Individuals also can become active members in local, regional, and national organizations that collaborate on the topics related to diabetic foot care and limb salvage. Podiatrists can actively become physician members of the Society of Vascular Surgeons, for example, which could improve one’s standing with community physicians in establishing a multidisciplinary diabetic foot service. This type of membership also will provide podiatrists with educational opportunities to better realize what physicians from different specialties can add to the limb salvage team. Finally, research opportunities are boundless when working with multiple specialties, and this type of collaboration can add synergy to outcome-based assessments. These educational endeavors will initiate the process for developing a limb salvage team.

Limb salvage literature

The benefits of limb salvage speak for themselves, and increasingly are being documented in the medical literature.

In a study from Tacoma, WA, at the Madigan Army Medical Center, the initiation of a Limb Preservation Service dedicated to collaborative medicine resulted in an 82% decrease in lower extremity amputations over five years.10 The rate of lower extremity amputations was reduced from 9.9 per 1000 patients to 1.1 per 1000 patients. This accounted for an absolute reduction of 24 major lower extremity amputations in four years. Even more impressive was that this center, during the same period, saw a 48% increase in the volume of diabetes cases.10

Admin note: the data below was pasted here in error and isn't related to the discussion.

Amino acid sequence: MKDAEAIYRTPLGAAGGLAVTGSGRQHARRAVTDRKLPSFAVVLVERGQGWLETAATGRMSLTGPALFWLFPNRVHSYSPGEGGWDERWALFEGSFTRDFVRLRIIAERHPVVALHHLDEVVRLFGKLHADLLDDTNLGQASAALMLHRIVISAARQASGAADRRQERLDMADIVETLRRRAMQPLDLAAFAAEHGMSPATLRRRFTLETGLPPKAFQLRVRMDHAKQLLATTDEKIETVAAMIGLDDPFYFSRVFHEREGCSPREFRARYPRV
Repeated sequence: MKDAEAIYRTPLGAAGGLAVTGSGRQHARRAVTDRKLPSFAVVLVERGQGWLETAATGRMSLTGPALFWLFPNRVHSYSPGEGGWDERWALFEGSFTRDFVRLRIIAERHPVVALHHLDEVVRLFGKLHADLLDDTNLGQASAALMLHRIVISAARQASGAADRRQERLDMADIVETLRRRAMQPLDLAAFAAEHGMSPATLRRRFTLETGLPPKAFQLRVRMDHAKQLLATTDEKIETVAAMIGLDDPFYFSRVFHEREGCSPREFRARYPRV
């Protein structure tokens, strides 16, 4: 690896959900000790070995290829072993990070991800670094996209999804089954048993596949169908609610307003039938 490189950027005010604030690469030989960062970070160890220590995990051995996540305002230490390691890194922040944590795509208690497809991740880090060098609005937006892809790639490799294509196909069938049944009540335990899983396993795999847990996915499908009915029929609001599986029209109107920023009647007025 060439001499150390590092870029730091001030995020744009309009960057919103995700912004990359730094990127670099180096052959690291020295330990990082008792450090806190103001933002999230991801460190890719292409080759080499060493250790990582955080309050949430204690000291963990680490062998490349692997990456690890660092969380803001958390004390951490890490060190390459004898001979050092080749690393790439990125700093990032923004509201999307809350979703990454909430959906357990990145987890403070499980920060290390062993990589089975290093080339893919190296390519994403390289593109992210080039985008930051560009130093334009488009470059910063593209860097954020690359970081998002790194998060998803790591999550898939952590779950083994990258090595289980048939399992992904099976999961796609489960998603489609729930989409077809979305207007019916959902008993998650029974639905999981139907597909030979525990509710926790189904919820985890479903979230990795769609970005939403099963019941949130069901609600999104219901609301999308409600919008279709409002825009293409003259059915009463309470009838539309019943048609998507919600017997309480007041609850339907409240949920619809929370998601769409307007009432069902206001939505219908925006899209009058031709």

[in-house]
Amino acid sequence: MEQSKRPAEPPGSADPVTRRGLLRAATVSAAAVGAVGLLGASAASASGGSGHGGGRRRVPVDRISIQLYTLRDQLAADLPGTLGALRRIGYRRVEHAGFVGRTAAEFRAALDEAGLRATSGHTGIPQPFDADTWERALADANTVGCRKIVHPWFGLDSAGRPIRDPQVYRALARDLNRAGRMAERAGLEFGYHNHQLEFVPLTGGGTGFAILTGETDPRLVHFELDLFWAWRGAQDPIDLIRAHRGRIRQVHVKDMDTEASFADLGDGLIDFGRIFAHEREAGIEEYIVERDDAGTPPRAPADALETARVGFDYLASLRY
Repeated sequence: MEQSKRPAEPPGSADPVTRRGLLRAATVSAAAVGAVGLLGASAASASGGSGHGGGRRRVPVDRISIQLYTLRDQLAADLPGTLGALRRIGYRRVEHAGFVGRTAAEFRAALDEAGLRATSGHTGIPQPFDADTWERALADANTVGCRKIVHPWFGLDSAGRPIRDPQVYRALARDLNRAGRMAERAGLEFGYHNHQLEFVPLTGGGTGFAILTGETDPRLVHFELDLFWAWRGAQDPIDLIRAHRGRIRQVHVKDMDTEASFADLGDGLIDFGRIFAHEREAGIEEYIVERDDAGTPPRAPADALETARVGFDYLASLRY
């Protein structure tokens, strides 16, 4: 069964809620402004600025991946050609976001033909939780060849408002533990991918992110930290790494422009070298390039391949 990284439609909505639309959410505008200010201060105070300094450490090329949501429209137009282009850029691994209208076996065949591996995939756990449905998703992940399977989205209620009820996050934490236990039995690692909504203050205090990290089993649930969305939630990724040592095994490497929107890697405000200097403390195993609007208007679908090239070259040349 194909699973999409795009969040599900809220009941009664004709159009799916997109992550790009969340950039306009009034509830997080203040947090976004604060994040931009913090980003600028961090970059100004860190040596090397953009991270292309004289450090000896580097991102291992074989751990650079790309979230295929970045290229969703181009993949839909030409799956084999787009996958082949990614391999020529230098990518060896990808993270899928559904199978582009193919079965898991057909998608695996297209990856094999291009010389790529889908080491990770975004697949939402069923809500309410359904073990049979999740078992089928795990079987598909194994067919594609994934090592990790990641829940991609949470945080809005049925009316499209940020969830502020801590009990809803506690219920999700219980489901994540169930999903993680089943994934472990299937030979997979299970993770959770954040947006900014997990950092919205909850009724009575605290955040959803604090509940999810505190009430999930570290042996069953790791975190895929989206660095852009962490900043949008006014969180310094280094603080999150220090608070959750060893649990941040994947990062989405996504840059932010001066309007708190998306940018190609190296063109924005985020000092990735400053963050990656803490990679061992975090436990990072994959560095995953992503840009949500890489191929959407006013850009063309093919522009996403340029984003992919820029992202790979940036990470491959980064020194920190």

A study in 2015 from the Center for Limb Preservation at the University of California, San Francisco reported similar results.11 This group demonstrated that the majority of neuroischemic wounds treated by a multidisciplinary team healed within 12 weeks. Secondarily, they had only three major amputations in a group of 91 limbs plus an effective major-to-minor amputation ratio of .06. For comparison, the most recent major-to-minor amputation ratio at my institution was .60.12 However, the study cautioned that rearfoot and midfoot wounds can recur and in particular, hindfoot ulcers were predictive of failure to heal, with an odds ratio of .21;11 this makes the aforementioned risk scores and surveillance vital.